Voted one of the most liveable city’s in North America, Ann Arbor, Michigan, is tree-lined oasis full of independent shops, restaurants and cocktail bars. The University of Michigan injects 42,000 students into the city each school year and liberal-minded entrepreneurs dote on catering to this crowd. On a recent visit, I made it a point to tuck into as many of these establisments as possible.
Here’s my overview, one taste at a time…
Ayse’s Turkish Café – tucked into a strip mall in a decidedly non-trendy area, this café is a treasure. Ayse Uras is from around Cappadocia and her home cooking is magical with lots of vegetarian options. There’s no printed menu because it changes daily. Ayse writes the dishes out on a white board just before lunch and dinner. There’s tons of variety depending on the season but she told me there is always and eggplant dish, and thimblefuls of potent Turkish coffee. The day I went for lunch for appetizers I tried the Atom, friend zucchini and carrot w yogurt and the cold yogurt cucumber soup. There were lots of delicious entrees to choose from and since I was with a group I was able to taste most of them. They included lamb kofte w/potato, chicken with plum (yum), cauliflower with tomatos (double yum!), lima beans with carrots and bulgur pilav. Dessert was a little sample of things including halva.
This is the place to try wines produced in northern Michigan, specifically from Black Star Farms, Good Harbor Vineyards and L. Mawby Vineyards. The wineries are all on the Leelanau Peninsula near Traverse City and their vintages had a northern European edge – flinty yet fruity whites and bold reds. I was surprised they were so good.
Chef Alex Young had no formal culinary education. Instead he learned to cook by working in restaurants all over the U.S. and in London. He has a global approach to food with a passion for local and natural. In Ann Arbor, he helmed the kitchen when Zingerman’s Roadhouse opened in 2003. After 13 years, and a James Beard Foundation award for Best Chef in the Great Lakes region (including Chicago) he went out on his own and opened Standard Bistro & Larder. “Julia Child was my inspirational mentor,” he told me. The restaurant features French Country dishes using seasonal ingredients from local producers and responsibly sourced ingredients from producers elsewhere. The night I was there my favorite dishes were cream of celeriac soup and pot-au-feu French beef stew -–– so tender it melted in my mouth. The walls were hung with distinctive, cubist-style artwork and a larder sold dry-aged and custom cut beef, pork and lamb, charcuterie, and sausages.
A Nightcap at Nightcap
Ollie Food + Spirits
In the neighbouring town of Yipsilanti there’s a little area known as Depot Town. That’s where I met chef Travis Schuster whose seasonal menu featured locally sourced ingredients from area farmers. All dishes were made from scratch using whole ingredients, nothing processed. “The theme here is heartland, Michigan comfort foods,” he explained. I went for an all veggie meal including roasted radish & turnip salad, spiced potatoes, spring salad, and a marvelous spring tartine with grilled Zingerman’s farmhouse bread, topped with cashew beet butter, garlic sautéed veg, spiced local turnips, chorizo tempeh, pickled onion and mustard seed, toasted pepitas, and a spring greens pesto. Wow. Who knew veggies could taste so sophisticated.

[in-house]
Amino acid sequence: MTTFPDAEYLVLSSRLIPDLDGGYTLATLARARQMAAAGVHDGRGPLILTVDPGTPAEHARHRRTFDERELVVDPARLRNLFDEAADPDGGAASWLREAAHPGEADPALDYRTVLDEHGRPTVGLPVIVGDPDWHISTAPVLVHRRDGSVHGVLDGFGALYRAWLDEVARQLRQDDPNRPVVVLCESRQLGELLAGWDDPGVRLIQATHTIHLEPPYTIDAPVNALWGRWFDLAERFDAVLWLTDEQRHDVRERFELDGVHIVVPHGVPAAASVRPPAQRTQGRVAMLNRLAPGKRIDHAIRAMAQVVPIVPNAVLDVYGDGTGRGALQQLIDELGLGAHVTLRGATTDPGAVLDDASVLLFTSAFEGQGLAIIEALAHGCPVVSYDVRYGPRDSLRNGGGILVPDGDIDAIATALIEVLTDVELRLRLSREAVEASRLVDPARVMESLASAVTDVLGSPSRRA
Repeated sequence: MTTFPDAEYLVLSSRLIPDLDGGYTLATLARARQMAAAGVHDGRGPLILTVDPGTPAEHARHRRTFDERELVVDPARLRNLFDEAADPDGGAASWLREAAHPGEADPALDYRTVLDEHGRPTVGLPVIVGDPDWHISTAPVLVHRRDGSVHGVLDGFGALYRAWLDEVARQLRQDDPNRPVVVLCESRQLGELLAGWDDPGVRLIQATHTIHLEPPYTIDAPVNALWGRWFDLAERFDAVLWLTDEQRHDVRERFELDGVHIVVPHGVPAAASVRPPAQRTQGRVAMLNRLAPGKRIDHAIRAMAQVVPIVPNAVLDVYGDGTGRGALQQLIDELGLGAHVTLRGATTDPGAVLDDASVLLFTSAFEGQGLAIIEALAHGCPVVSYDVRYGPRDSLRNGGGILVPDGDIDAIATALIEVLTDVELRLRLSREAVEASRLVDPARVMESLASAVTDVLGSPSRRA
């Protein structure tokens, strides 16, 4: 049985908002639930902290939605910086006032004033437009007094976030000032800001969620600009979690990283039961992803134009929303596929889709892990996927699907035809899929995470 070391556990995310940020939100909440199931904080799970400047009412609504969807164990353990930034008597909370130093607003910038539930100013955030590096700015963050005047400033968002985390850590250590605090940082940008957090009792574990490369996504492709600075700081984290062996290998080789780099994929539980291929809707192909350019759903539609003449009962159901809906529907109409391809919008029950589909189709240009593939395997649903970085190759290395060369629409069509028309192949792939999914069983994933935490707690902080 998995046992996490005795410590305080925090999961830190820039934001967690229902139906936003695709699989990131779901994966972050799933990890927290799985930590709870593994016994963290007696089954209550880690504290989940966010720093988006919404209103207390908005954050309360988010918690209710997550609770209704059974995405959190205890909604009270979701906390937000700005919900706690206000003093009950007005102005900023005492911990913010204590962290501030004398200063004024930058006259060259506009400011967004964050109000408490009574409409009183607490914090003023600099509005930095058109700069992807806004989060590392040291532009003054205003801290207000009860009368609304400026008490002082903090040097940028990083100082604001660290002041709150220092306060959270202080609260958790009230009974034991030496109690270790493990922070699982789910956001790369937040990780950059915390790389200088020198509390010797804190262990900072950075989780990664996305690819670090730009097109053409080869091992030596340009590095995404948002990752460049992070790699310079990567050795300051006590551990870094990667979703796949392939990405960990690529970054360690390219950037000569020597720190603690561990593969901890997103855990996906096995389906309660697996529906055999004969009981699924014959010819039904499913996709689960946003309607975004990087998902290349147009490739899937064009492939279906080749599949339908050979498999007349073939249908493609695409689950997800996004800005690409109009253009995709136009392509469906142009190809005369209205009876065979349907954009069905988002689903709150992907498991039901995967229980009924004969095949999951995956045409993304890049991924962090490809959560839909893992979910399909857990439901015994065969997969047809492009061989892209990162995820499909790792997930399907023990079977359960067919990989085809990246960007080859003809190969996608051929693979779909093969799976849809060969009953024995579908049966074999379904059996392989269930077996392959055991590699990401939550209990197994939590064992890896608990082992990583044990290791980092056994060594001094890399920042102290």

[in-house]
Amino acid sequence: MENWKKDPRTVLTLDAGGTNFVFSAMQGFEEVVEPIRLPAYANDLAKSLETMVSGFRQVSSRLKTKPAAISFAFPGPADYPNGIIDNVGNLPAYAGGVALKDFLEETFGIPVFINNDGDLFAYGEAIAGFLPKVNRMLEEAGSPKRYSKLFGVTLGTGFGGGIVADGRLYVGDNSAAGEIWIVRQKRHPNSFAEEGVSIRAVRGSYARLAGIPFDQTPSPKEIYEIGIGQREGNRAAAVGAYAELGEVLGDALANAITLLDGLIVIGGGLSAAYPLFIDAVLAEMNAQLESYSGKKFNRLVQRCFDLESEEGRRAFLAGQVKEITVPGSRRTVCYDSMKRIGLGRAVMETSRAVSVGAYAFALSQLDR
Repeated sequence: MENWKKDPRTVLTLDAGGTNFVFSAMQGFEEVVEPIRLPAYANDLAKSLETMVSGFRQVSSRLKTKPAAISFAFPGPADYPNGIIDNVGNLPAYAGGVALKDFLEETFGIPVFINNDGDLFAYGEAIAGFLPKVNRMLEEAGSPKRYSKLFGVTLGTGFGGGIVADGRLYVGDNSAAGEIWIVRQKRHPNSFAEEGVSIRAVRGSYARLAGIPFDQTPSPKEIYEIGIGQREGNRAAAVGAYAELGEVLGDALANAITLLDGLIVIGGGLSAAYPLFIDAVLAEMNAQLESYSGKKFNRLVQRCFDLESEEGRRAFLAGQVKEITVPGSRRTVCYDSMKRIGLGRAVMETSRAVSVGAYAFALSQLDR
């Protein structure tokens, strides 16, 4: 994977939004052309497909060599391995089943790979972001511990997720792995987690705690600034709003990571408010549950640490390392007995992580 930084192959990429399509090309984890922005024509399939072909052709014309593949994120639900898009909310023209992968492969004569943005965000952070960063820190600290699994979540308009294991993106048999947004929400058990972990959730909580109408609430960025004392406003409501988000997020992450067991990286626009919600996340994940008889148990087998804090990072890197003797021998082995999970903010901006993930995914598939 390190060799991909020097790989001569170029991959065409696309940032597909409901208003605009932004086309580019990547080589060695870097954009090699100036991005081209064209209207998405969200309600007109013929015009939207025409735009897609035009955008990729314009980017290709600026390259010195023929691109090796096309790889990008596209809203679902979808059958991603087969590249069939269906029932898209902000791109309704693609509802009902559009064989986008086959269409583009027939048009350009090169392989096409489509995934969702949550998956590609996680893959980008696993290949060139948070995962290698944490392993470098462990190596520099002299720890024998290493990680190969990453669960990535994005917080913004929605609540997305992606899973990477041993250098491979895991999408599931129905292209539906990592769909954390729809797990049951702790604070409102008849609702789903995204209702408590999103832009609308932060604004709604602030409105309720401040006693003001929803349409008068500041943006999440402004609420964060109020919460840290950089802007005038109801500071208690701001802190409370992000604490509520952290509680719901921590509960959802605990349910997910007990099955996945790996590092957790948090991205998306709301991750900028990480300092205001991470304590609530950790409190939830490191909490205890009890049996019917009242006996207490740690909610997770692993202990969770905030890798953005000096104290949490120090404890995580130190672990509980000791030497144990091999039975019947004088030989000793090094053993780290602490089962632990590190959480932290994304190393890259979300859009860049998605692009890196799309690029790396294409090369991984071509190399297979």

This gracious Italian restaurant opened 1987, in what was the Orpheum Theater, a movie house from the 1930s. A sculpture of Orpheus looked down on the bar, and on the back wall was an intriguing, renaissance-style, mural of bacchanal.
I sampled some pizzas – funghi arostiti, smoked salmon and margherita,the spaghetti ratatouille and a delicious filetto di manzo which was a filet mignon with Portobello mushroom, tomato, goat cheese, and crispy fried leeks. Out of this world. I also sampled my friend’s Chilean sea bass. Room for dessert? You bet! Tiramisu.
Founders Paul Saginaw and Ari Weinzweig opened this Americana gem in 2003 with Paul Young (now of The Standard) helming the kitchen. Today the chef is Bob Bennett who worked his way up from Zingerman’s Deli (also owned by Saginaw and Weinzweig) sandwich line where he started in 2002. We started with an old school pimento cheese ball and progressed to Mac Cheese, which was voted best Comfort Food in America on Best Of, Alton Brown’s Food Network Show. The buttermilk fried chicken was crispy and moist inside, the pulled pork melted in my mouth and my dessert of butterscotch pudding was smooth as satin and not too sweet. In 2009 Bon Appetite named this restaurant Top 10 New Barbecue Restaurant in the U.S. I could see why. They’ve kept up the standards!
Chef Raul Cob from Valencia, serves up delicious Spanish comfort food including interesting tapas and a decadent seafood paella. This is a dish he told me he is internationally known for. Everything was paired with excellent Spanish wines.
Chef owner Takashi Yagahashi spends half his time in Chicago (where he has two other restaurants) and half in Ann Arbor. The Slurping Turtle opened in 2014 and the seasonal menu and casual but authentic Japanese. Head chef Tadashi Gaura likes to get creative with his flavourings.
Finally, the last night I indulged in delicious pizza and delightful cocktails at this popular spot. Heaven.
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